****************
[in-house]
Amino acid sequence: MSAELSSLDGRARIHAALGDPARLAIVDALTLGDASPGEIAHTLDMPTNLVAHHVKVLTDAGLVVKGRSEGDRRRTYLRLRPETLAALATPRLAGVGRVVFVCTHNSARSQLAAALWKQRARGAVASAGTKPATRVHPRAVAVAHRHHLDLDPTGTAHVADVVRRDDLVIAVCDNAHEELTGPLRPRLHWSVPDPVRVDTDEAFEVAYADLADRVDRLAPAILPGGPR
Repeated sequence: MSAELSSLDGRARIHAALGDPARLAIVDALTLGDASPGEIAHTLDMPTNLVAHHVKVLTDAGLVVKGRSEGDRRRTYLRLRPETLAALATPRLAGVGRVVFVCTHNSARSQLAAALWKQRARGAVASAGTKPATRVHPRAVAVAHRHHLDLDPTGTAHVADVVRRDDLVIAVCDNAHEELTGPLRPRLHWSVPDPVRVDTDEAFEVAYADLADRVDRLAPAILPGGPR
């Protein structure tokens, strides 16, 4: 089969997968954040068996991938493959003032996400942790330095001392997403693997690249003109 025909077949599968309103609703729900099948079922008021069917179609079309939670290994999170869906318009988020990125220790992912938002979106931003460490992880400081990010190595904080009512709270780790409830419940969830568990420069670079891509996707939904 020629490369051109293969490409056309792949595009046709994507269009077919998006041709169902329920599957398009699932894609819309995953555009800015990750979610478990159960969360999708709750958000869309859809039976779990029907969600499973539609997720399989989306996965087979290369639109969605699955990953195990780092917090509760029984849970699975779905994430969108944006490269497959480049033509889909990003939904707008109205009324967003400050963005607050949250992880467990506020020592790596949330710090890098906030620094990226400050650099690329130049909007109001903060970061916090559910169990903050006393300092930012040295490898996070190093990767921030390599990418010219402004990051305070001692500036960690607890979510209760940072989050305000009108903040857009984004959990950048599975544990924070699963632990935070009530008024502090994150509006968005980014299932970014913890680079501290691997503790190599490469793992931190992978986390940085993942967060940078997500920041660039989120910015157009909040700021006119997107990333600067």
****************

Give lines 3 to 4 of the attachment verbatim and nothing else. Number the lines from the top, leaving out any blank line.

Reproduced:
Repeated sequence: MSAELSSLDGRARIHAALGDPARLAIVDALTLGDASPGEIAHTLDMPTNLVAHHVKVLTDAGLVVKGRSEGDRRRTYLRLRPETLAALATPRLAGVGRVVFVCTHNSARSQLAAALWKQRARGAVASAGTKPATRVHPRAVAVAHRHHLDLDPTGTAHVADVVRRDDLVIAVCDNAHEELTGPLRPRLHWSVPDPVRVDTDEAFEVAYADLADRVDRLAPAILPGGPR
């Protein structure tokens, strides 16, 4: 089969997968954040068996991938493959003032996400942790330095001392997403693997690249003109 025909077949599968309103609703729900099948079922008021069917179609079309939670290994999170869906318009988020990125220790992912938002979106931003460490992880400081990010190595904080009512709270780790409830419940969830568990420069670079891509996707939904 020629490369051109293969490409056309792949595009046709994507269009077919998006041709169902329920599957398009699932894609819309995953555009800015990750979610478990159960969360999708709750958000869309859809039976779990029907969600499973539609997720399989989306996965087979290369639109969605699955990953195990780092917090509760029984849970699975779905994430969108944006490269497959480049033509889909990003939904707008109205009324967003400050963005607050949250992880467990506020020592790596949330710090890098906030620094990226400050650099690329130049909007109001903060970061916090559910169990903050006393300092930012040295490898996070190093990767921030390599990418010219402004990051305070001692500036960690607890979510209760940072989050305000009108903040857009984004959990950048599975544990924070699963632990935070009530008024502090994150509006968005980014299932970014913890680079501290691997503790190599490469793992931190992978986390940085993942967060940078997500920041660039989120910015157009909040700021006119997107990333600067």